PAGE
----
Generate new knowledge through qualitative discoveryCrowd

This course will enable participants to understand the results from administrative or survey data by investigating these findings in more depth through qualitative methods. It will cover skills to gather data from stakeholders through interviews, focus groups or visual methods in order to make evidence-informed decisions and ensure that surveys provide valid and reliable data.​

Topics covered

  • Designing research using the appropriate qualitative method(s) 
  • Planning research (Including budget, ethics, sampling, participant recruitment and logistical arrangements)
  • Developing interview guides, consent forms and information sheets
  • Interviewing with confidence (including interview skills, facilitation skills, interview and focus group practice and feedback opportunities)
  • Understanding other qualitative methods such as observation, ethnography, cognitive/retrospective interviews, visual methods, and online methods
  • Enhancing the validity and trustworthiness of qualitative research  
  • Developing a coding protocol
  • Computer assisted qualitative data analysis
  • Analysing and interpreting qualitative data
  • Writing up results for different audiences, PhD, peer-reviewed papers, participant summaries, or policy briefs

Learning objectives

  • Gain knowledge and skills to understand, design and conduct high quality qualitative research to inform evidence-informed decisions
  • Understand the complementarity between qualitative and quantitative methods
  • Critically review the quality of qualitative findings in reports, policy briefs and published papers

Who is this course for

Research and policy officers in government or the private sector, school leaders who would like to gather evidence from their stakeholders, researchers, students enrolled for Higher Degree Research and anyone else who would like to gather data through interviews, focus groups, observational data, or visual methods.

Course dates

Tuesday, 9 November - Wednesday, 10 November 2021, 9am - 5pm

For Custom and Group courses (10 participants or more) - Email us to discuss

Fees (incl. GST)

$832 - Early Bird (book and pay one month out)
$1,020 - After Early Bird discount expires
$800 - Groups (3 or more, price per person)
​$690 - UQ Students
$745 - Students (other than UQ)
(Fees include course materials)

By registering to attend this course you are agreeing to our terms and conditions.


    Dr Jenny PoveyAssociate Professor Jenny Povey is a Research Group Leader at the Institute for Social Science Research, and a Senior Research Fellow in Social Methods in the ARC Centre of Excellence on Families and Children over the Life Course (the Life Course Centre) at The University of Queensland. She is a Psychologist and obtained her BA Honors, MA and PhD from the Nelson Mandela Metropolitan University in South Africa. Before coming to ISSR, Jenny worked as a Chief Researcher at the Human Sciences Research Council in South Africa in the area of Education effectiveness. Jenny's research expertise is in the area of evidence-based practice and social policy evaluation, more specifically focusing on education effectiveness, parent engagement, and disadvantage. She has extensive experience in mixed methods research using administrative data together with survey and qualitative data. Jenny has worked closely with Government Departments and Ministries both in Australia (e.g. DHHS in Tasmania; Commonwealth DET; Qld DET; CESE NSW; Commonwealth DSS) and internationally (e.g. South Africa, Eritrea, Cambodia and the Solomon Islands) to gather research evidence from a wide range of disadvantaged communities to inform policy. In addition to managing the Try, Test and Learn Evaluation, she is currently working on understanding why and how some schools are more effective at parent engagement than others and how improving parent engagement in socially disadvantaged schools effects cognitive and non-cognitive (including well-being) outcomes of students living in these communities over their life course.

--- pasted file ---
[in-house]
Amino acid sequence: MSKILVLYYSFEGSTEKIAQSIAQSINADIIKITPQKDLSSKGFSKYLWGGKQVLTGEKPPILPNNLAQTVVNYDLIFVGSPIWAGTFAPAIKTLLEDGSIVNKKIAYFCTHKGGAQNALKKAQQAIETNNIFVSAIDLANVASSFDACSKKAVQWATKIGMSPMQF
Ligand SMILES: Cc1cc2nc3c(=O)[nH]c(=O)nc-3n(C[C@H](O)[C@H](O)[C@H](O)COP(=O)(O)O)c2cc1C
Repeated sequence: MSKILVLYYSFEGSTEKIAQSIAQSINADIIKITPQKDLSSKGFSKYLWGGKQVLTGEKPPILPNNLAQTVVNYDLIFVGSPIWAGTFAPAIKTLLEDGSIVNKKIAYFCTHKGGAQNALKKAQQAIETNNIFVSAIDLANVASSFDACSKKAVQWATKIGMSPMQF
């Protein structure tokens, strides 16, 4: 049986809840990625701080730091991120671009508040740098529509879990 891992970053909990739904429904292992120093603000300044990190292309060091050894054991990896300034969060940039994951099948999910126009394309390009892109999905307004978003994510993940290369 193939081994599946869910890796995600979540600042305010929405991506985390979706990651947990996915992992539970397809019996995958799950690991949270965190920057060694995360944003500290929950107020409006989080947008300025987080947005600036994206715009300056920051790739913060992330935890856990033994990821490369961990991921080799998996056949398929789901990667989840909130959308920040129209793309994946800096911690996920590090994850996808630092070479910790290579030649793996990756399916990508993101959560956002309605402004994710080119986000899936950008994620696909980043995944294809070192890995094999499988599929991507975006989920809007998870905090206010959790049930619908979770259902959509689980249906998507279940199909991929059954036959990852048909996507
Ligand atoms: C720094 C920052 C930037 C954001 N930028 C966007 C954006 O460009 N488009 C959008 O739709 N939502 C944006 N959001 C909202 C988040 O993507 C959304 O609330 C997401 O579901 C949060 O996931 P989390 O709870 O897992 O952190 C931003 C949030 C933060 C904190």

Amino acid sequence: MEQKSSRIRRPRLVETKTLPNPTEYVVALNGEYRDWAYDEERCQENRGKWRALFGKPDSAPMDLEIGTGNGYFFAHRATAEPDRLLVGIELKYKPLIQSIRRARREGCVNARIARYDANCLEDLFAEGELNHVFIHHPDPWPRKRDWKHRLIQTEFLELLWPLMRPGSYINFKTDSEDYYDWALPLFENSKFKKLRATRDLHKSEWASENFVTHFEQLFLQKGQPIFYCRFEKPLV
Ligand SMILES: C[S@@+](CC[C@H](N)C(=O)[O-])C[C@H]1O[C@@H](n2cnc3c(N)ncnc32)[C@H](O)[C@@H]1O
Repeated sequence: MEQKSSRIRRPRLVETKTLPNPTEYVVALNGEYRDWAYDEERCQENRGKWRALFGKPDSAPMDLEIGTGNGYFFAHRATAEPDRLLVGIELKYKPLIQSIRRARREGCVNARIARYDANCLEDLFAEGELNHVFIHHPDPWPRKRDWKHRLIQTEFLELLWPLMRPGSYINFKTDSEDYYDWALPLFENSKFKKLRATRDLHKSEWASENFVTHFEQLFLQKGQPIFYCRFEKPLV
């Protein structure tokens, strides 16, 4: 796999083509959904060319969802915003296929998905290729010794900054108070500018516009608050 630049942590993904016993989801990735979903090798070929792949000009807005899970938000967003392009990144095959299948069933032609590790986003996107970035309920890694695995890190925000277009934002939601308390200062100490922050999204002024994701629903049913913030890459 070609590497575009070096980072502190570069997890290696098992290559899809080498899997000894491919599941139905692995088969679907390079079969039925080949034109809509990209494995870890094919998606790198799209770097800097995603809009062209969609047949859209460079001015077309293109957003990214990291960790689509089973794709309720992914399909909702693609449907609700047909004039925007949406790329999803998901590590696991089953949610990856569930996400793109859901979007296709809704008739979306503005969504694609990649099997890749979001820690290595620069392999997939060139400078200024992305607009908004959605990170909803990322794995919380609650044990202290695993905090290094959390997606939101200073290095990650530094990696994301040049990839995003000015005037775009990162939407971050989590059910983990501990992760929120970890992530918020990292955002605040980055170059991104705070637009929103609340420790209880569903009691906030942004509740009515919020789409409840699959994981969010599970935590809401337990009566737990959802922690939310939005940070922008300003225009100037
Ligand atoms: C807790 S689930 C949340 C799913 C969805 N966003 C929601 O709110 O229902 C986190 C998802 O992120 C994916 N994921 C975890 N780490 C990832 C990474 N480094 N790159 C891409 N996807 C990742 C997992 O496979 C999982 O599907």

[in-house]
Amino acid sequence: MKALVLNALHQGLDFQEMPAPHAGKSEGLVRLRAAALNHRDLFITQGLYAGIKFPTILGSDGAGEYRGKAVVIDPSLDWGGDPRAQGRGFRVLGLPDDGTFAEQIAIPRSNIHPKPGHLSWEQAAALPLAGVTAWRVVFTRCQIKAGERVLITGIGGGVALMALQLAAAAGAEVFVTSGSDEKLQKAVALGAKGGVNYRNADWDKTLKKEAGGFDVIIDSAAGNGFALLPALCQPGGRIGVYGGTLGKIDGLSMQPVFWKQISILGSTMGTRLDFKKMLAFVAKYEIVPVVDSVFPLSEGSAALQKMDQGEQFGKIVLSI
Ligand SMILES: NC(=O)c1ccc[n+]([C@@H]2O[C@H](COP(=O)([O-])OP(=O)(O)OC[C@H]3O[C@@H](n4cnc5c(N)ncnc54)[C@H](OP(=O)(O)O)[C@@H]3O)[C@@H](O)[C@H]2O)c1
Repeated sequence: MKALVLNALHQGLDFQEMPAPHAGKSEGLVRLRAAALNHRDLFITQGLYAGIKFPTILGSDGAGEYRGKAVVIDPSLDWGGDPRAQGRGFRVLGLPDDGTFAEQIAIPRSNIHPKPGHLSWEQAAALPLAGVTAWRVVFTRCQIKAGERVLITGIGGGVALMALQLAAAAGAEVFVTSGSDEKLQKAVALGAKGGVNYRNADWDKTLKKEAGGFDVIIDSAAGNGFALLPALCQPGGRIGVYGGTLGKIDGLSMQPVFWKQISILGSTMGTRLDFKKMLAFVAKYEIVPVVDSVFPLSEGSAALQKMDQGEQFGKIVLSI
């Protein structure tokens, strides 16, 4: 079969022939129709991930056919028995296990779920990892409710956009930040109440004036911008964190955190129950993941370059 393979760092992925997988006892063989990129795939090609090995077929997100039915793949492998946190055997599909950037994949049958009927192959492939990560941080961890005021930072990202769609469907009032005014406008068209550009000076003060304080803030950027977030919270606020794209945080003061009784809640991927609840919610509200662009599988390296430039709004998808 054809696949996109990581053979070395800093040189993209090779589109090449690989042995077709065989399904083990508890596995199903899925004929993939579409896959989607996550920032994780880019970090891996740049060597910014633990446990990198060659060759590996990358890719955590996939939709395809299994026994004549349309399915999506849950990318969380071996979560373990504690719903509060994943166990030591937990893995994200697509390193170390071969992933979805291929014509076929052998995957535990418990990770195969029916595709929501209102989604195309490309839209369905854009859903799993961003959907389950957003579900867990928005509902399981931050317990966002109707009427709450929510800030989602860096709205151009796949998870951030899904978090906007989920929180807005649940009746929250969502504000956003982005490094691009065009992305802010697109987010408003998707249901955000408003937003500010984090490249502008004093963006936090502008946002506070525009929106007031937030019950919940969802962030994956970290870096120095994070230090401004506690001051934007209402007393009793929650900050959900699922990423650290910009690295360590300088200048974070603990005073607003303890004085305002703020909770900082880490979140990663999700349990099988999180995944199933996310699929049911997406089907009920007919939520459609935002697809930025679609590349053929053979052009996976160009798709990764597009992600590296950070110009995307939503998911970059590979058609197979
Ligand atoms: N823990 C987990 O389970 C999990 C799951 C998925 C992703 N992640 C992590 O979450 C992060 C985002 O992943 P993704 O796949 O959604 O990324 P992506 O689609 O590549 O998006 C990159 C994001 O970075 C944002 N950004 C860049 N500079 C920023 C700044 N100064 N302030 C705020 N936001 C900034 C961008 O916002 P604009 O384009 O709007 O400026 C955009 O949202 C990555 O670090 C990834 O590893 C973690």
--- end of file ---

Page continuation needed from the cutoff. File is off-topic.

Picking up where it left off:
Steffi Cook is a Senior Research Assistant at the Institute for Social Science Research. She has her BA Honours in psychology, and has worked in research for government and universities over the last nine years. She has extensive experience using mixed methods designs in the areas of behavioural economics, crime, public policy and education. Steffi has conducted over a hundred interviews in the course of her work, ranging from children to adults experiencing disadvantage, and has previously taught this introductory course in qualitative research. Currently, she is the Project Manager on two projects using surveys in the area of workplace conditions and wellbeing, and has previously been a key contributor to the Try, Test and Learn evaluation in the analysis of both the qualitative and quantitative data.  

    UQ's Institute for Social Science Research, Cycad Building, 80 Meiers Road, Indooroopilly, Brisbane, Australia